Much of this disruption is taking place in indigenous lands, compounding a broader issue in many countries where indigenous communities continue to struggle for agency and rights afforded other citizens. At the moment, most multinational companies do not appear to be adequately prepared for this complexity.
According to a new report released Wednesday by First Peoples, an advocacy group, just 5 of 52 U.S. companies surveyed had policies in place for “productively engaging” with indigenous communities. Indeed, some communities are feeling pressure from multiple companies interested in extraction projects.
“We’re noticing a broad trend in which companies operating in close proximity acquire ‘spillover’ risk from one another,” Nick Pelosi, a grants assistant with First Peoples, told IPS, pointing to such a situation around Neuquen, in Argentina. “In such scenarios, the positive policies and practices of individual companies are overwhelmed by the cumulative negative impacts of all companies in the region.”
Activists are now particularly focusing on trying to strengthen opportunities for local communities in Latin America and elsewhere to pursue judicial remedies for human rights violations in mining companies’ home countries. On Friday, this “home state” responsibility will be discussed for the first time before the IACHR, and proponents suggest that it could offer a new paradigm within international law.
“The Inter-American system and the United Nations have been focused on the responsibility of host states, where these violations happen,” Katya Salazar, executive director of the Due Process of Law Foundation, a Washington watchdog group, told the hearing on Thursday. “But we want to propose something new: it is not just the host states that have a responsibility in this regard, but also the home states, where these companies come from.”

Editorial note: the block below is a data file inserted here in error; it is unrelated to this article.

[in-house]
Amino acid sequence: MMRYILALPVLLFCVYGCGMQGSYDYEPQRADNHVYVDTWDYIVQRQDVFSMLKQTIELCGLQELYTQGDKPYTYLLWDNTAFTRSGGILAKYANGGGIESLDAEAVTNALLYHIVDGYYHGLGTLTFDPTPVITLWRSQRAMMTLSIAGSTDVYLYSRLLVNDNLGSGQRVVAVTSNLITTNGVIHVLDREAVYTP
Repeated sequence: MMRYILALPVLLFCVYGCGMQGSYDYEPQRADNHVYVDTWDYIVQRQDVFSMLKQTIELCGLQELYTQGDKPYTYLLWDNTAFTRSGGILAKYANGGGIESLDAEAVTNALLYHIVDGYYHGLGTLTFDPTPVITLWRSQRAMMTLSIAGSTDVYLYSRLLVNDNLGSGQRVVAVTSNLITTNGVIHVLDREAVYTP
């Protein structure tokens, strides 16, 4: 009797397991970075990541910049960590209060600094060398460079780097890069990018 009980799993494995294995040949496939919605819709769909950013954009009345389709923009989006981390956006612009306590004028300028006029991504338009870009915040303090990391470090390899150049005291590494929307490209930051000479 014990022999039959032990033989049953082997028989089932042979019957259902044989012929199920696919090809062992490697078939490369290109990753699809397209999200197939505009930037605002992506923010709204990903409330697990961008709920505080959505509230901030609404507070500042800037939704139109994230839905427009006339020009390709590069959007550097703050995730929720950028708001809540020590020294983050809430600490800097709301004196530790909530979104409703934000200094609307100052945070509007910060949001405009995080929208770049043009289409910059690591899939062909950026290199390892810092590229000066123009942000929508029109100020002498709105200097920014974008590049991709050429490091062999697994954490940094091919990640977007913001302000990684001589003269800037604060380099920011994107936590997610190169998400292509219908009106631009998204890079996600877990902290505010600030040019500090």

Today, some 60 percent of the foreign mining companies in Latin America are Canadian, and as such last year Salazar and others requested an IACHR hearing specifically on home state responsibility for Canada. Although that hearing was turned down, Salazar notes that Friday’s more general hearing on the topic should be able to lead to a new discussion.
“Ten years ago we didn’t discuss women’s rights with the commission, while five years ago we didn’t discuss indigenous rights – but now these are common topics,” she told IPS.
“Similarly, today the discussion on the responsibility of home states is not yet a discussion at the commission. But the idea is that this hearing will open a window of new legal discussions within the Inter-American system.”
The ability of local communities to use the U.S. legal system to seek redressal for rights violations received a significant setback earlier this year. In April, the U.S. Supreme Court refused to allow a group of Nigerian plaintiffs to sue the Royal Dutch Shell Petroleum Company in U.S. court, finding that Shell’s connection to the United States was too tenuous.
Yet critics of the decision say that this is precisely the purpose for which the law in question – known as the Alien Tort Statute – was created.
“When Alien Tort claims are no longer effective in helping people to get responses to violations of their rights, what other tools exist?” Dora Lucy Arias, with the Jose Alvear Restrepo Lawyers Committee, a Colombian NGO, said Thursday, discussing some of the activists’ lobby efforts on Capitol Hill.
“So I’m wondering if, from Congress, we may be able to think about some new and really effective mechanisms to make sure that the victims of these human rights violations have some recourse.”